人的一辈子也许能有好多个 “家”。 就像我一样，我现在跟爸爸妈妈一起住在Milwaukee； 我以后还会在别的地方上大学和生活。可是我会永远记得我出生的地方 -- 中国杭州。那里是我永远的故乡！
Return to Hangzhou
November 11, 2011
A long time ago in Hangzhou, I became an orphan. 1994, January 26, Hangzhou, China. A mother gives birth to a baby girl. But because the mother already has a child, she can’t care for the baby girl. The fines she would have to pay for raising a second child would be tremendous - much beyond the mother’s meager earnings. The only option left for her is to abandon her newborn. Before leaving her, the mother writes a letter, and tucks it away into the baby’s blankets. The letter implores a kind-hearted person to care for the baby, has a record of her birthday, and gives a 20 yuan gift for the baby’s new caretaker. The baby becomes an orphan. She lives in a Hangzhou orphanage for six months. Meanwhile, in America, a couple decide together to adopt a baby girl from China. They are given a picture, and with that picture, the baby’s fate is sealed. She becomes an American citizen.That baby was me. Since being adopted, I have lived in Milwaukee, Wisconsin for 17 years. Even at the age of 17, I have had the opportunity to return twice to China’s Hangzhou, the capital city of Zhejiang province.
The first time was in 2005, when my family visited Beijing, Hangzhou, Changsha, Guilin and Guangzhou. That was my first time back to my hometown, and at the age of eleven, I didn’t understand the significance of finally returning to my birth city. We went to the riverside pagoda where I had been abandoned, and took a trip to my orphanage in the city suburbs. At the orphanage, I had the good fortune to see my birth mother’s note that she had written eleven years prior. As I looked at the letter, it was hard to fathom that I was connected to it - that my mother wrote it when I was just born，that this letter was me. I didn’t feel much emotion at all, mostly because I was too young to understand.
My second visit to Hangzhou was in the spring of 2011, when the Beijing No. 80 High School took the International Department to Hangzhou and Shanghai on a school trip. I once again saw the beautiful West Lake, I once again drank the famous tea of the region, I once again breathed in Hangzhou’s air. But this time, nothing was the same - everything had changed because I had grown up, and knew more of the world. Only in my second trip could I truly appreciate the significance of returning to my birth city, and appreciate what deep and priceless opportunities I had growing up in America. I recognized and connected with the many people I saw in Hangzhou, and could imagine myself as one of them. It really could have been me selling overpriced fruit to foreigners. It could have been me giving a tour around the West Lake. It could have been me in the orphanage, getting ready for my pre-destined life of hard work in factories, sewing the very clothes I bought. I realize now just how lucky I am to be here today, preparing not for a life of physical toil, but one of infinite possibilities, living in this place I call “home” in Wisconsin.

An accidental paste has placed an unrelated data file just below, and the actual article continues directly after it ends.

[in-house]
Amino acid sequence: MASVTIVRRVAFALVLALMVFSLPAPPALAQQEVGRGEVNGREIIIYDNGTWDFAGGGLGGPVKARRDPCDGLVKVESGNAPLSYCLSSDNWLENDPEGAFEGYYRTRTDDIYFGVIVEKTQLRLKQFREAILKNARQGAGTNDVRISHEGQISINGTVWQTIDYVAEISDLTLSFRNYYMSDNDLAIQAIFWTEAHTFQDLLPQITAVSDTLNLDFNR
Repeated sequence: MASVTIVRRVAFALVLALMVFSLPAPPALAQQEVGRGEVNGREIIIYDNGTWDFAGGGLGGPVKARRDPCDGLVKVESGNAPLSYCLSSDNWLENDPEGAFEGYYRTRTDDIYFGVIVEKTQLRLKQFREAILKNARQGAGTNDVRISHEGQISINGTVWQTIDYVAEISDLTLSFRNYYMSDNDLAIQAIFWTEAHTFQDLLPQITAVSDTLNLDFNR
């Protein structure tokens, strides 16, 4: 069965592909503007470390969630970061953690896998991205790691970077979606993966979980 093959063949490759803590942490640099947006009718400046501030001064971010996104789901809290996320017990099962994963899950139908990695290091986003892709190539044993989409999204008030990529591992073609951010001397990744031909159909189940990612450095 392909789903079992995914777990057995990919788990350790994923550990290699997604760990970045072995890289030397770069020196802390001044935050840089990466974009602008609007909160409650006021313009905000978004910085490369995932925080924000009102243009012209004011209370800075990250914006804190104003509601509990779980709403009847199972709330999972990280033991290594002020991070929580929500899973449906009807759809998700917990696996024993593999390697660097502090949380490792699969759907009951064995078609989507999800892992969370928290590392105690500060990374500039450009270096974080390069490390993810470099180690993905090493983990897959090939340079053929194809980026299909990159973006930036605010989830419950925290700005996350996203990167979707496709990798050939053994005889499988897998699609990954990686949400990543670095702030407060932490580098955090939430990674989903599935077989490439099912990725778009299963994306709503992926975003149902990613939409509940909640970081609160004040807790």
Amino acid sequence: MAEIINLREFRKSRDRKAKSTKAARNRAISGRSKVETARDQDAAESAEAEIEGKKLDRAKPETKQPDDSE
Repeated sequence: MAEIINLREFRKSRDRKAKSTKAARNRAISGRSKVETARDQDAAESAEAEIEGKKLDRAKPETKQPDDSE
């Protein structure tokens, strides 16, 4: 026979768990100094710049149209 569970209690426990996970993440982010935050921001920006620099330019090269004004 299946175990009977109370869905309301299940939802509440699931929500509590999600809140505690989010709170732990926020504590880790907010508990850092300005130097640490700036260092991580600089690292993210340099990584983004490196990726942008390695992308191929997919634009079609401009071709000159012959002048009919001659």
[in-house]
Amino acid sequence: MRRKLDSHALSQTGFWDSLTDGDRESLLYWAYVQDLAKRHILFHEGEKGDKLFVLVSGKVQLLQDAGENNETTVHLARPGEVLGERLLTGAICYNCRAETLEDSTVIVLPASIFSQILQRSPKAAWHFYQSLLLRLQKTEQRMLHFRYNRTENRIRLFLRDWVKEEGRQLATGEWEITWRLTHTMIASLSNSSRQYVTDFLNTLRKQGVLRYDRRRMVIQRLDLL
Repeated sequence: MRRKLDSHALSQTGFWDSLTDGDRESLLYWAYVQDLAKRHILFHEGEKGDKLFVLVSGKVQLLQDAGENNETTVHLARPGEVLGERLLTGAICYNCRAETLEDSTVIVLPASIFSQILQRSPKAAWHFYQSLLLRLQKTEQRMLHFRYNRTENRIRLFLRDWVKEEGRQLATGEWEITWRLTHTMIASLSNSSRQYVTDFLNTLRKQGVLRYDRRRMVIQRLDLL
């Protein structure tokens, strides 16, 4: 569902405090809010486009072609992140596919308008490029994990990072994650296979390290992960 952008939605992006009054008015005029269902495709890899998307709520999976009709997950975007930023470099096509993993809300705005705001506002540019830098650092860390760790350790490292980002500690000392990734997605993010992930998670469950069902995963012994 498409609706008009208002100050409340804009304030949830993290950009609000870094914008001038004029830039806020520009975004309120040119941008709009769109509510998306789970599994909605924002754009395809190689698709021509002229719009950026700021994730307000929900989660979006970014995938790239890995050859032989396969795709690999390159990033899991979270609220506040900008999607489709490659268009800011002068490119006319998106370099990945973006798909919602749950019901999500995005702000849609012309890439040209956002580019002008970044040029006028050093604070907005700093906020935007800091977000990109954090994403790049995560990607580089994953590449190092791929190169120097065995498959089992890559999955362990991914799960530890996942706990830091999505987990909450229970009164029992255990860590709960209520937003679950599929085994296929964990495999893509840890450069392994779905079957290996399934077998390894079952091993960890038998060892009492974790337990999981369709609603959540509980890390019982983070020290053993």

People can have many “homes” in their lifetimes. I know I do: I live now with my parents at my home in Milwaukee. I will have another home when I go to college, and yet another when I get a job and live independently. But among all these homes, I will always remember my birth home in a special place in my heart - China’s Hangzhou. That’s my hometown.